G7 urges oil supply boost, says ready to call for IEA action
London (Platts)--29Aug2012/704 am EDT/1104 GMT
Finance ministers from the Group of Seven major industrialized economies
late Tuesday voiced concern about high oil prices and called on oil-producing
countries to boost output.
In a short statement, the G7 ministers also hinted at the possibility of
calling on the International Energy Agency to tap emergency oil stockpiles to
ensure the market remains well supplied.
"We remain vigilant of the risks to the global economy. In this context
and mindful of the substantial risks posed by elevated oil prices, we are
monitoring the situation in oil markets closely," the finance ministers said
in the statement.
"The current rise in oil prices reflects geopolitical concerns and
certain supply disruptions. We encourage oil-producing countries to increase
their output to meet demand, while drawing prudently on excess capacity, and
welcome Saudi Arabia's commitment [at June's G-20 meeting] in Los Cabos to
mobilize, as necessary, existing spare capacity to ensure adequate supply,"
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"We stand ready to call upon the International Energy Agency to take
appropriate action to ensure that the market is fully and timely supplied,"
The G7 comprises Canada, France, Germany, Italy, Japan, the UK and the
Saudi Arabia, OPEC's biggest oil producer, has reaffirmed its commitment
this year to act with other countries and alone if necessary to ensure world
oil markets are adequately supplied.
Saudi Arabian oil output rose to around 10 million b/d in July,
according to a Platts survey, up from 9.8 million b/d at the start of this
The increase from Saudi Arabia and other OPEC members has helped offset
a decline in supply from Iran, which has seen its oil exports fall as
separate sanctions from the US and European Union have come into effect.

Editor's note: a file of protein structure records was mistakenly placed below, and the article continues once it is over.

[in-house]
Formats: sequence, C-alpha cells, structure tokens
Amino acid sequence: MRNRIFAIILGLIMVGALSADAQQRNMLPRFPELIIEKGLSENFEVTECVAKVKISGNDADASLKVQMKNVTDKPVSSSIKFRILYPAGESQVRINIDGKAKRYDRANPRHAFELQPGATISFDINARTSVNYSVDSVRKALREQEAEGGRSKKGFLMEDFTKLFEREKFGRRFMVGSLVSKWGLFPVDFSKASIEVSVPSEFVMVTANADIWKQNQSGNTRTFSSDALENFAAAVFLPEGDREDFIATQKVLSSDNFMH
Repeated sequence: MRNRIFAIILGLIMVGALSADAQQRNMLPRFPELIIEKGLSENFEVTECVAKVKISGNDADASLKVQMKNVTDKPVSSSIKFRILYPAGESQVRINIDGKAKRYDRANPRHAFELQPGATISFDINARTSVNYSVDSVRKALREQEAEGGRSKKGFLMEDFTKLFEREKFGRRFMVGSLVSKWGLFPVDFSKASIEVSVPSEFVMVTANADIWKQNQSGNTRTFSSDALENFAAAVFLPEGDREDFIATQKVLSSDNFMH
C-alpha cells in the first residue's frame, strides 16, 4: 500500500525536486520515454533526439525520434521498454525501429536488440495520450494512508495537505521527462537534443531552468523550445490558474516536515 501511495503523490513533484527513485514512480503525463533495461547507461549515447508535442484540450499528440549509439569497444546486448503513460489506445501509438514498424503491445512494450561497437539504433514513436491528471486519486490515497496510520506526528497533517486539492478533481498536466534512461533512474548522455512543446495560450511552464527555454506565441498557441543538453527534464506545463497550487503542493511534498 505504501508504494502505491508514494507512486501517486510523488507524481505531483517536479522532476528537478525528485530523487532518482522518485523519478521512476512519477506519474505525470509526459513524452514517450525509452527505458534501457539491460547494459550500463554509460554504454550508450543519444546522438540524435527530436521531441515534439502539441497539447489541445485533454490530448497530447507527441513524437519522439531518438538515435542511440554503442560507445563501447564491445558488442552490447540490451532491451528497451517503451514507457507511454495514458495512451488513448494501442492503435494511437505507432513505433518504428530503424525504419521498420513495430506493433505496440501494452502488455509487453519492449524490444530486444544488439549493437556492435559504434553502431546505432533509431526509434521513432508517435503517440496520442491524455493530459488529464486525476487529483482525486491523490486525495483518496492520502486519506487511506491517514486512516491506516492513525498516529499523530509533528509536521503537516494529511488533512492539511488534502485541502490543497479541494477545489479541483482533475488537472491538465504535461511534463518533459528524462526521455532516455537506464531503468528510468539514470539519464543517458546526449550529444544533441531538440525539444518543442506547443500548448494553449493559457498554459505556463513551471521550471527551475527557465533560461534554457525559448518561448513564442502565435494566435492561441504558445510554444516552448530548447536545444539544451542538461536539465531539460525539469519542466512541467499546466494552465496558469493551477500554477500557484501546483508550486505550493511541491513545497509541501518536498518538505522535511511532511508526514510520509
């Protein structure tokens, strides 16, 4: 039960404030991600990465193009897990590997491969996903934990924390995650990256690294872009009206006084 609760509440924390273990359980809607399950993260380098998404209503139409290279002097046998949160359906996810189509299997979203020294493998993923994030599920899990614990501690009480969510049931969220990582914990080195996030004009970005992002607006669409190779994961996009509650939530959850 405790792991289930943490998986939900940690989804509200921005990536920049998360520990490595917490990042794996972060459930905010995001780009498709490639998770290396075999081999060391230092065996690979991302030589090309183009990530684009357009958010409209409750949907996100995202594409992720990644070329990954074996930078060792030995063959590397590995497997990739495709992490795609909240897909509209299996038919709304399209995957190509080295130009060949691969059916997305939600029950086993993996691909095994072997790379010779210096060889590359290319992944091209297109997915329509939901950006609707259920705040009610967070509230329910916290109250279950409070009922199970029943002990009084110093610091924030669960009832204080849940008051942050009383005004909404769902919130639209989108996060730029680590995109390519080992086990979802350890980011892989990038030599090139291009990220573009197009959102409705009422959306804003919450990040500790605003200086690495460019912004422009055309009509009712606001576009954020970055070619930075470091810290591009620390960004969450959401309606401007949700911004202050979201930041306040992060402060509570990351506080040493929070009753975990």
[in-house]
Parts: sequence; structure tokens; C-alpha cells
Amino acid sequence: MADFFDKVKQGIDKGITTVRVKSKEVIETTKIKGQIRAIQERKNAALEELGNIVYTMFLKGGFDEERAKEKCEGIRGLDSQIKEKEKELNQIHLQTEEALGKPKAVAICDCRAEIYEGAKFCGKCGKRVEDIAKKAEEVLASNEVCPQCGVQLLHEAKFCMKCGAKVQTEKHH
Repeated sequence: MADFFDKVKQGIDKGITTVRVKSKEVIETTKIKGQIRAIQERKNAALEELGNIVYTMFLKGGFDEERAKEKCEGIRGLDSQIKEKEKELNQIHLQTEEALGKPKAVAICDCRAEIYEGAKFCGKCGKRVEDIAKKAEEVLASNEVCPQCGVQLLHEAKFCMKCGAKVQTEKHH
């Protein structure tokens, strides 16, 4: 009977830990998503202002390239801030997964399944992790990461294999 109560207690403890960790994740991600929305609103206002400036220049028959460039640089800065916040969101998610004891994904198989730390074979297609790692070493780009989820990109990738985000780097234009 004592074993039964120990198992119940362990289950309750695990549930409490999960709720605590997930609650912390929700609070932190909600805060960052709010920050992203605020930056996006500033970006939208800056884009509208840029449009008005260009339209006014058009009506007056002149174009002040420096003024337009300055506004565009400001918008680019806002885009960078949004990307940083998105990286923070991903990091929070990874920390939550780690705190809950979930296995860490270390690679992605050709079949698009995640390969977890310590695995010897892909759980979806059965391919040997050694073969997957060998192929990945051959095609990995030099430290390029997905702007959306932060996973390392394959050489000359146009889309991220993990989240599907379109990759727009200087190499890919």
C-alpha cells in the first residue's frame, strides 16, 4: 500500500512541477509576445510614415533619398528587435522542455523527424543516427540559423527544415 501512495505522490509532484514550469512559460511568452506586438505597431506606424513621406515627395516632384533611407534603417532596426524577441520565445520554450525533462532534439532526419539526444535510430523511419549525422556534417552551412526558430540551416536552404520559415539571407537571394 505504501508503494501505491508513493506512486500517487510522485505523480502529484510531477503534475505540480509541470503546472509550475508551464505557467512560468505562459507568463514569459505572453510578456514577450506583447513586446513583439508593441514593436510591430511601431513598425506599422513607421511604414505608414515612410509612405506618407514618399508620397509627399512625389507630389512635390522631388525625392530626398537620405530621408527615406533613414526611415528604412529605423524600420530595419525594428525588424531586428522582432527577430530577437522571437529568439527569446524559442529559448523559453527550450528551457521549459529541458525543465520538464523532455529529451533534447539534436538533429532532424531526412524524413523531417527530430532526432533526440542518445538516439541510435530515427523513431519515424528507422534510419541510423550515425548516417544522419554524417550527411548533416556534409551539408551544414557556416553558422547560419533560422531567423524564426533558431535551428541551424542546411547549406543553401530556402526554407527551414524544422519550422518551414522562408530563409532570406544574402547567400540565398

Iranian crude production was estimated by Platts at 2.9 million b/d in
July, down from 3.55 million b/d in December.
The IEA, which represents the world's leading developed economies
including all the G7 members, has the authority to order a release of oil
from emergency stocks in the event of a supply disruption.
Since it was founded in 1974, the IEA has only ordered a stock release
on three occasions, most recently in 2011 to help make up for the shortfall
in supply from Libya after the uprising against the country's former ruler
So far this year the IEA has repeatedly said it does not see a lack of
supply on world markets which would warrant a stock release.
Speaking shortly before the G7 statement was issued on Tuesday, White
House spokesman Jay Carney said that releasing oil from the US' Strategic
Petroleum Reserve is an option that "remains on the table" for the Obama
At the daily White House press briefing, Carney said that "for some time
now... all options are on the table, including that one [releasing oil]. But
we certainly have no announcements to make today."
Rumors of a potential SPR release have been circulating for several
weeks, with regular White House statements that it is an option for
The UK government, meanwhile, said Wednesday it is "clear that the oil
market is tight."
"The UK is an active member of the IEA, which continually monitors the
oil market. UK and other IEA members routinely discuss oil market issues...
we are watching developments carefully, but no decisions have been taken to
release stocks," the UK Department of Energy and Climate Change said in a
--Richard Swann, email@example.com
--Edited by Alisdair Bowles, firstname.lastname@example.org